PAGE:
The only thing worth saving

It wasn’t the first time I was at University that I met Betsy, it was the first time that I went BACK to school.

Looking back over my lifetimeago, I’ve returned to school several times. Be it my incessant need to stuff information into my brain, to explore the mysteries of old and new things or to learn new skills, I’ve gone back to school at during at least three major periods in my life. Each time was for good reason, and each experience gave me the tools necessary to adapt to our ever-changing world.

Along the way, among the most meaningful memories and relationships that I developed while at WSU was the one I found with Betsy.

Thirty minutes into one of the longest, driest classes known to humans (you know, you’ve had those occasions – either at a seminar, a meeting or in this case, a lecture – where you are so mind numbingly bored that you would swear to two things: time ceased to move forward, and you could swear that you were a test subject for a new form of punishment.)

Back to the mummifying lecture, as my eyes and interest began to wander, all of a sudden an arm was raised as though to ask a question. Only there was something odd about it. The arm was straight up in the air, but the hand fell limply at the end.

How odd. I wasn’t the only one to notice – soon soft chatter rolled through the room, and eventually the instructor noticed that something was amiss. Turning fully to face the class, he stared at this small, impish woman and asked what question she had.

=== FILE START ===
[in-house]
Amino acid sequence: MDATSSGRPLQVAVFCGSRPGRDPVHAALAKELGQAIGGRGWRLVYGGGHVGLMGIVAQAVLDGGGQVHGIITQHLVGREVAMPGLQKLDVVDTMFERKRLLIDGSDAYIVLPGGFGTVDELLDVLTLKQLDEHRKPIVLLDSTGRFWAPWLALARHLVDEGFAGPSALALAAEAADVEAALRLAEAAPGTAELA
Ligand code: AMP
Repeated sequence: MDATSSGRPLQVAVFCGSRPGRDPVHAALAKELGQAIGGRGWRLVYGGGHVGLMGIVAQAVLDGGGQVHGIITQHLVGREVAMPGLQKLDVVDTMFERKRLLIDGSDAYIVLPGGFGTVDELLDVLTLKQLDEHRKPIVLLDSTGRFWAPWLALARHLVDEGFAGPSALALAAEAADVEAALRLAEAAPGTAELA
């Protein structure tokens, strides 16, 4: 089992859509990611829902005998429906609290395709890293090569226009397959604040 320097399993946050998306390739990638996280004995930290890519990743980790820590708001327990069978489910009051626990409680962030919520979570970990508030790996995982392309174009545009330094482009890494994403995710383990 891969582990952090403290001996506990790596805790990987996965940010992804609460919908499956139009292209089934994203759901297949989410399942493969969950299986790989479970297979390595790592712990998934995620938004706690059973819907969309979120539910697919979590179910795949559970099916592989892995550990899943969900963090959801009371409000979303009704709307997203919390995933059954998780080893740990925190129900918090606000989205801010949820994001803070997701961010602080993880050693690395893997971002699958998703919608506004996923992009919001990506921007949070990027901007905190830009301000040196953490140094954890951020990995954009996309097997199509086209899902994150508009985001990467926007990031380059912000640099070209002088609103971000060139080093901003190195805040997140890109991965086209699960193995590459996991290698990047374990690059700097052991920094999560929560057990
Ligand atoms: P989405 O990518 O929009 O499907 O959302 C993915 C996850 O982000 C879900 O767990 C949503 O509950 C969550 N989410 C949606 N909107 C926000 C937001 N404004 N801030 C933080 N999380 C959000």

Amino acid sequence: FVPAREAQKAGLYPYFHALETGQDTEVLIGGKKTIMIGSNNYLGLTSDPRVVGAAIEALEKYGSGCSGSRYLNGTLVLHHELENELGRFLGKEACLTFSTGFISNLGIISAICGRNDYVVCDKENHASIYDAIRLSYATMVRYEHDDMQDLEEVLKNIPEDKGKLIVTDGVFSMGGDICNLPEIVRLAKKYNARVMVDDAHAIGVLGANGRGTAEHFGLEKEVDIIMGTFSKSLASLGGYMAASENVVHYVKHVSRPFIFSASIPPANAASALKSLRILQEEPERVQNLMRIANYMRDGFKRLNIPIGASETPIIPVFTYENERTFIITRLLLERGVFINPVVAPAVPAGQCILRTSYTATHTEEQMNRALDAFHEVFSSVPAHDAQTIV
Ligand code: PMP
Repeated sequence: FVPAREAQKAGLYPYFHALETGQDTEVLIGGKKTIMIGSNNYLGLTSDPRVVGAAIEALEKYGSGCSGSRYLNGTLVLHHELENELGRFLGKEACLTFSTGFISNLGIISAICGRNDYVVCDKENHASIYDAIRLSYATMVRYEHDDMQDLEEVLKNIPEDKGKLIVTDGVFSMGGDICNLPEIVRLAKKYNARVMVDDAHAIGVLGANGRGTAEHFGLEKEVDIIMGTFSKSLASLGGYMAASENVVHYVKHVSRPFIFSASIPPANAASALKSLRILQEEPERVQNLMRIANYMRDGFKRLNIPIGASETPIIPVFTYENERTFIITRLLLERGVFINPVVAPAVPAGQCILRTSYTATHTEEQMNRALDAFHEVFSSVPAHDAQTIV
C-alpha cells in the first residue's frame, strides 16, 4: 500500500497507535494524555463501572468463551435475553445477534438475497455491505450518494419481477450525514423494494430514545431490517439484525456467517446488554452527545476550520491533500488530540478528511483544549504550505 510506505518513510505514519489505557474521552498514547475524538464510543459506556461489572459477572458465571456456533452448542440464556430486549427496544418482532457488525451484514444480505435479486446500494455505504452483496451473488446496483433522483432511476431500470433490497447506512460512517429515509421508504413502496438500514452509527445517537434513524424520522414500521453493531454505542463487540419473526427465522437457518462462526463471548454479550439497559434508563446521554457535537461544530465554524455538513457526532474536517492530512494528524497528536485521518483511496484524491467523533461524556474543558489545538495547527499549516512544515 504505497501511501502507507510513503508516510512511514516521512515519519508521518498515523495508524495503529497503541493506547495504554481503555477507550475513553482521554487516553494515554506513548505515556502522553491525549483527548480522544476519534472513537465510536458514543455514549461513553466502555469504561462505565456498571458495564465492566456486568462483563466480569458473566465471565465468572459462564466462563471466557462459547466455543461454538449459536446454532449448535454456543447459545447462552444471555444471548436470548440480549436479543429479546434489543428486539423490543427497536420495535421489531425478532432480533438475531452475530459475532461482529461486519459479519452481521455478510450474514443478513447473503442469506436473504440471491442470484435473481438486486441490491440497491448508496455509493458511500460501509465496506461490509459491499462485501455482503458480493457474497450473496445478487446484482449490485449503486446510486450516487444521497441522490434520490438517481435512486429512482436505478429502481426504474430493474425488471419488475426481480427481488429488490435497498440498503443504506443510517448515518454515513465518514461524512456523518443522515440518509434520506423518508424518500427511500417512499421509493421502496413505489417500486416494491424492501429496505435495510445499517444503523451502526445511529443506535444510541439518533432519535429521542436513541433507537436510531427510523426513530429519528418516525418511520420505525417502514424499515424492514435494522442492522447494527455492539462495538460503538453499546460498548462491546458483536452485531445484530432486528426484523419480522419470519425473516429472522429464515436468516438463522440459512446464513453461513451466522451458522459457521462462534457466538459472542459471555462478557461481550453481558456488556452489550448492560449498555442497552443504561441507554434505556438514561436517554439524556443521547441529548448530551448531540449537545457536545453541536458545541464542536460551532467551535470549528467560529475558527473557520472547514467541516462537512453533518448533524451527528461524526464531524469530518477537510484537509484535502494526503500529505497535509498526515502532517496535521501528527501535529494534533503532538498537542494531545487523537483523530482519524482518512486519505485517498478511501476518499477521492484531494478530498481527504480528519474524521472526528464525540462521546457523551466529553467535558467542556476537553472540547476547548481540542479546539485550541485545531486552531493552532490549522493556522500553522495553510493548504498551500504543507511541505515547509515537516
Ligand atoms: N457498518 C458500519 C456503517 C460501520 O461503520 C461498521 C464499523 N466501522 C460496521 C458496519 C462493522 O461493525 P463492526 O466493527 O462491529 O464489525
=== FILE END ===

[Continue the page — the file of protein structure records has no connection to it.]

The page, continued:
Her reply in a singsong fashion reminding me of TinkerBell. “I don’t have a question.”

“Then why is your hand in the air?”

“It isn’t.”

“Clearly it is. Either put your arm down, or ask your question.”

“I don’t have a question.”

“Then why is your arm up?”

“Because the shit’s so deep in here, the only thing worth saving is the watch.”

Well reputed as an uptight no-nonsense humorless ass, upon hearing this little woman’s statement, gasps were the only break in the silence, and all eyes in the peanut gallery stared forward widened with disbelief, and in anticipation of the instructors reaction.

A stunned expression crossed his face, and the stern demeanor crumbled into deep rolls of thunderous laughter.

We were in a very strange place. Whether it was respect or fear, people walked a little stiffer, spoke more timidly, and scurried out of his way for fear of garnering too much attention, no one had every heard of nor witnessed any sort of soft side to this curmudgeon. Yet, here before us, was the person, who could now barely stand he was laughing so hard.

A spitfire in her own right, she was and continues to be a force to contend with.

 

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